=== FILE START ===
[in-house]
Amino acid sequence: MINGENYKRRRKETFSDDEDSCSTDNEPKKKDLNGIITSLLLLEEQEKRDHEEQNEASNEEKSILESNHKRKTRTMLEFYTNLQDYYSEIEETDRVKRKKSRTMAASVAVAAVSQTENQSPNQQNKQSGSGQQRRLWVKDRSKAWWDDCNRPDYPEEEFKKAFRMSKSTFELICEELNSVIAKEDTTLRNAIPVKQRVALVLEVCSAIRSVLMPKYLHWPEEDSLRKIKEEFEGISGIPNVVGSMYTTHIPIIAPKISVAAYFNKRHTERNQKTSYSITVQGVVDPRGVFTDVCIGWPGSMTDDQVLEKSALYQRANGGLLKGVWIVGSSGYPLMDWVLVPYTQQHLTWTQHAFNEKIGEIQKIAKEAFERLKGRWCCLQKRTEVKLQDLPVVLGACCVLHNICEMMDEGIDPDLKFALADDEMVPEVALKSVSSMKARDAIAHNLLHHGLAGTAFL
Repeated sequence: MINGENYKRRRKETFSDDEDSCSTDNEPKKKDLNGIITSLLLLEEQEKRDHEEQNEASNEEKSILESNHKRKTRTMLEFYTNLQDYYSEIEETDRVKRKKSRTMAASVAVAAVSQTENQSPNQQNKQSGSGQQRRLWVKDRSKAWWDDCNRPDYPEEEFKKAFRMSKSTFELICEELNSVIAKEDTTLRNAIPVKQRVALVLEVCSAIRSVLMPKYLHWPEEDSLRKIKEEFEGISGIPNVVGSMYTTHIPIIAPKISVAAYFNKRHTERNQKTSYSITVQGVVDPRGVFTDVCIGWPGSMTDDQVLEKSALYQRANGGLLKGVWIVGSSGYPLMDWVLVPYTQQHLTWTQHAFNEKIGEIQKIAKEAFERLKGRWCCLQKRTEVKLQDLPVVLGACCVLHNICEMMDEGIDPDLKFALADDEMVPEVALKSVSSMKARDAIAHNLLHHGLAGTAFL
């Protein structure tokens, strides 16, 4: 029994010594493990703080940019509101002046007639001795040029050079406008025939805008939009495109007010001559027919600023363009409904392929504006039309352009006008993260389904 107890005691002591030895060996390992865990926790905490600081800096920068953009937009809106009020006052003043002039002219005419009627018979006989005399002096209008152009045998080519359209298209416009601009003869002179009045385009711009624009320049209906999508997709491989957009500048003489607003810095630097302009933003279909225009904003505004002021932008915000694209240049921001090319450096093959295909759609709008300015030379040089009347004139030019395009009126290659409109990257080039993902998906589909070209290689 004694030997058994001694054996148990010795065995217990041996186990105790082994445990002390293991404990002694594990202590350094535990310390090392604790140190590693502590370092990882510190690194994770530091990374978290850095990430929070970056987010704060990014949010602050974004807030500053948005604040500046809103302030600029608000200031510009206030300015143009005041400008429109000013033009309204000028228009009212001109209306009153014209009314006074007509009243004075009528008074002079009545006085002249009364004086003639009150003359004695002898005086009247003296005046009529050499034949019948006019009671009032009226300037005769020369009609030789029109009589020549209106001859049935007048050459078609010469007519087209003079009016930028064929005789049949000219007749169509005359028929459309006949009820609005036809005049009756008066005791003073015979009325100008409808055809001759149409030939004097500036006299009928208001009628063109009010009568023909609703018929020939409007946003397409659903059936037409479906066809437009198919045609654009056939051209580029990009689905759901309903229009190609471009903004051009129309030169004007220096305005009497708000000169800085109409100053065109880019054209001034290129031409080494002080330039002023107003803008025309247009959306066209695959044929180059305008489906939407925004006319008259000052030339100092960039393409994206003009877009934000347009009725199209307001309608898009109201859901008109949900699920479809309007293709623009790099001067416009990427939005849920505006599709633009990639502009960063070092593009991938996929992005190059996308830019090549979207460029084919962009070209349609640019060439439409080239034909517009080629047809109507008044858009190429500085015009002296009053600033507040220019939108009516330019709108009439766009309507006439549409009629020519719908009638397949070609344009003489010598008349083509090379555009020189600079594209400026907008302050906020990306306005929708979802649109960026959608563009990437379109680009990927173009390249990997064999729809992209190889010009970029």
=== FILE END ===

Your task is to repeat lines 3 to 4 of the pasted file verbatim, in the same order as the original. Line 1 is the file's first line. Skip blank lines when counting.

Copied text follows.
Repeated sequence: MINGENYKRRRKETFSDDEDSCSTDNEPKKKDLNGIITSLLLLEEQEKRDHEEQNEASNEEKSILESNHKRKTRTMLEFYTNLQDYYSEIEETDRVKRKKSRTMAASVAVAAVSQTENQSPNQQNKQSGSGQQRRLWVKDRSKAWWDDCNRPDYPEEEFKKAFRMSKSTFELICEELNSVIAKEDTTLRNAIPVKQRVALVLEVCSAIRSVLMPKYLHWPEEDSLRKIKEEFEGISGIPNVVGSMYTTHIPIIAPKISVAAYFNKRHTERNQKTSYSITVQGVVDPRGVFTDVCIGWPGSMTDDQVLEKSALYQRANGGLLKGVWIVGSSGYPLMDWVLVPYTQQHLTWTQHAFNEKIGEIQKIAKEAFERLKGRWCCLQKRTEVKLQDLPVVLGACCVLHNICEMMDEGIDPDLKFALADDEMVPEVALKSVSSMKARDAIAHNLLHHGLAGTAFL
């Protein structure tokens, strides 16, 4: 029994010594493990703080940019509101002046007639001795040029050079406008025939805008939009495109007010001559027919600023363009409904392929504006039309352009006008993260389904 107890005691002591030895060996390992865990926790905490600081800096920068953009937009809106009020006052003043002039002219005419009627018979006989005399002096209008152009045998080519359209298209416009601009003869002179009045385009711009624009320049209906999508997709491989957009500048003489607003810095630097302009933003279909225009904003505004002021932008915000694209240049921001090319450096093959295909759609709008300015030379040089009347004139030019395009009126290659409109990257080039993902998906589909070209290689 004694030997058994001694054996148990010795065995217990041996186990105790082994445990002390293991404990002694594990202590350094535990310390090392604790140190590693502590370092990882510190690194994770530091990374978290850095990430929070970056987010704060990014949010602050974004807030500053948005604040500046809103302030600029608000200031510009206030300015143009005041400008429109000013033009309204000028228009009212001109209306009153014209009314006074007509009243004075009528008074002079009545006085002249009364004086003639009150003359004695002898005086009247003296005046009529050499034949019948006019009671009032009226300037005769020369009609030789029109009589020549209106001859049935007048050459078609010469007519087209003079009016930028064929005789049949000219007749169509005359028929459309006949009820609005036809005049009756008066005791003073015979009325100008409808055809001759149409030939004097500036006299009928208001009628063109009010009568023909609703018929020939409007946003397409659903059936037409479906066809437009198919045609654009056939051209580029990009689905759901309903229009190609471009903004051009129309030169004007220096305005009497708000000169800085109409100053065109880019054209001034290129031409080494002080330039002023107003803008025309247009959306066209695959044929180059305008489906939407925004006319008259000052030339100092960039393409994206003009877009934000347009009725199209307001309608898009109201859901008109949900699920479809309007293709623009790099001067416009990427939005849920505006599709633009990639502009960063070092593009991938996929992005190059996308830019090549979207460029084919962009070209349609640019060439439409080239034909517009080629047809109507008044858009190429500085015009002296009053600033507040220019939108009516330019709108009439766009309507006439549409009629020519719908009638397949070609344009003489010598008349083509090379555009020189600079594209400026907008302050906020990306306005929708979802649109960026959608563009990437379109680009990927173009390249990997064999729809992209190889010009970029």